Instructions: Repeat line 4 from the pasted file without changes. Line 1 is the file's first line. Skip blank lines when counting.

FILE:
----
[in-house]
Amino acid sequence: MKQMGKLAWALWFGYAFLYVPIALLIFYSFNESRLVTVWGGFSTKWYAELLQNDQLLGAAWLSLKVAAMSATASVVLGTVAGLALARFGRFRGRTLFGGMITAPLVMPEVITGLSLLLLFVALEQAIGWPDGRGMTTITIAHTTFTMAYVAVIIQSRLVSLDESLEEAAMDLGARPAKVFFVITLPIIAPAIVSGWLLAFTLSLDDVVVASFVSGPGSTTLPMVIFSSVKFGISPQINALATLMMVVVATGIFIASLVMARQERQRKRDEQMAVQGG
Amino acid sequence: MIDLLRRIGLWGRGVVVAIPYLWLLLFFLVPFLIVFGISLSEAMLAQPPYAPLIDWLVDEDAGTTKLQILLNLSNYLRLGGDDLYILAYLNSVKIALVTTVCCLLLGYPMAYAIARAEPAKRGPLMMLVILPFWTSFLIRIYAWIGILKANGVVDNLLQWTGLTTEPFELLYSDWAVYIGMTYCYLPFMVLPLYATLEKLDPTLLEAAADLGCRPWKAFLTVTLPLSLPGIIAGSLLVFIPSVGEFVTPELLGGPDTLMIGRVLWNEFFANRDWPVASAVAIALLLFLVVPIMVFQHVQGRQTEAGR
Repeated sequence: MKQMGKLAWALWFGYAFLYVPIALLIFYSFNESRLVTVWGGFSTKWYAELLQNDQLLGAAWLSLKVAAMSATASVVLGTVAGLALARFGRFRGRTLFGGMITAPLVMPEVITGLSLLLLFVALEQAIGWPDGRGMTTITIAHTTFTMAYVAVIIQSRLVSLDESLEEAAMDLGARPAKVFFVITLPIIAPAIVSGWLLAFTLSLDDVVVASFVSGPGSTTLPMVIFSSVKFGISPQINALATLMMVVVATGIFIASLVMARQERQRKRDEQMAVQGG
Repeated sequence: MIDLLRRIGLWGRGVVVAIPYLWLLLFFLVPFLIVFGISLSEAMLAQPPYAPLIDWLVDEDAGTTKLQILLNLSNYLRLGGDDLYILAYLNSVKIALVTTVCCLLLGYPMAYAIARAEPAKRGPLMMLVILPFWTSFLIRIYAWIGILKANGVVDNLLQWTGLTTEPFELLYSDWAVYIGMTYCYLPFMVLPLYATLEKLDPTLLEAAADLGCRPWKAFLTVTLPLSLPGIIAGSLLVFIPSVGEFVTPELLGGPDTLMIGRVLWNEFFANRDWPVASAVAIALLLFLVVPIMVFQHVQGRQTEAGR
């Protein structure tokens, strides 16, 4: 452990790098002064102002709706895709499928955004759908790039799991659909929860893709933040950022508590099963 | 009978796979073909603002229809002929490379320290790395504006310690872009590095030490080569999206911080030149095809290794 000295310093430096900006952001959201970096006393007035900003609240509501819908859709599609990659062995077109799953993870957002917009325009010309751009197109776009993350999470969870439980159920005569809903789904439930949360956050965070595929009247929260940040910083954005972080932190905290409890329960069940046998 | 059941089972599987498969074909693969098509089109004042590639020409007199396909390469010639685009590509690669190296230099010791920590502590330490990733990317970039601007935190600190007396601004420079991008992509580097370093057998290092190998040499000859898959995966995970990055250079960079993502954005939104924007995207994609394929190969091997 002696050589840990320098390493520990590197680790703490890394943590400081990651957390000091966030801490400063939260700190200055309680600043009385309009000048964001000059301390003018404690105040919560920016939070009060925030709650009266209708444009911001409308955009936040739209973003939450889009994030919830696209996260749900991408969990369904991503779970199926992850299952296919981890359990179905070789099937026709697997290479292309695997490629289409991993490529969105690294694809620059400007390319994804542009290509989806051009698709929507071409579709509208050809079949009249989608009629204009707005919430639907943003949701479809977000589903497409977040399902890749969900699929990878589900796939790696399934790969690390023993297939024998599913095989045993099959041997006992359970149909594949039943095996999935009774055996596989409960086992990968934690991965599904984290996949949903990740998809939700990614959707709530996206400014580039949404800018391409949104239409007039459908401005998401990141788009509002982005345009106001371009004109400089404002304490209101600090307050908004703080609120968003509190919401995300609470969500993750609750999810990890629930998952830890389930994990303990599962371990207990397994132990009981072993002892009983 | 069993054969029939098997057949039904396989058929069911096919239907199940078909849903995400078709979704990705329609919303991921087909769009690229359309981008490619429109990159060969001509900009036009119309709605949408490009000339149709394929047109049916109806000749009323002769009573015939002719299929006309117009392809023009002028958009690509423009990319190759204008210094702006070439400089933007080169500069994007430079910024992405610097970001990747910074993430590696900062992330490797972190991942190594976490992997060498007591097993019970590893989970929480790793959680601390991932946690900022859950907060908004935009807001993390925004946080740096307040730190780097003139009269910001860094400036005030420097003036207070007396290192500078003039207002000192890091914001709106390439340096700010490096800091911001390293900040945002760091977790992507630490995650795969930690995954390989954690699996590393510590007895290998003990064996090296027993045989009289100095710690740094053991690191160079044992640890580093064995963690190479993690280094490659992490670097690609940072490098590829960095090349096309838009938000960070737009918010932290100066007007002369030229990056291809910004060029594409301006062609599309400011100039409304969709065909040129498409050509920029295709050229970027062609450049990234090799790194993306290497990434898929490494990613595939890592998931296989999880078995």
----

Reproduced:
Repeated sequence: MKQMGKLAWALWFGYAFLYVPIALLIFYSFNESRLVTVWGGFSTKWYAELLQNDQLLGAAWLSLKVAAMSATASVVLGTVAGLALARFGRFRGRTLFGGMITAPLVMPEVITGLSLLLLFVALEQAIGWPDGRGMTTITIAHTTFTMAYVAVIIQSRLVSLDESLEEAAMDLGARPAKVFFVITLPIIAPAIVSGWLLAFTLSLDDVVVASFVSGPGSTTLPMVIFSSVKFGISPQINALATLMMVVVATGIFIASLVMARQERQRKRDEQMAVQGG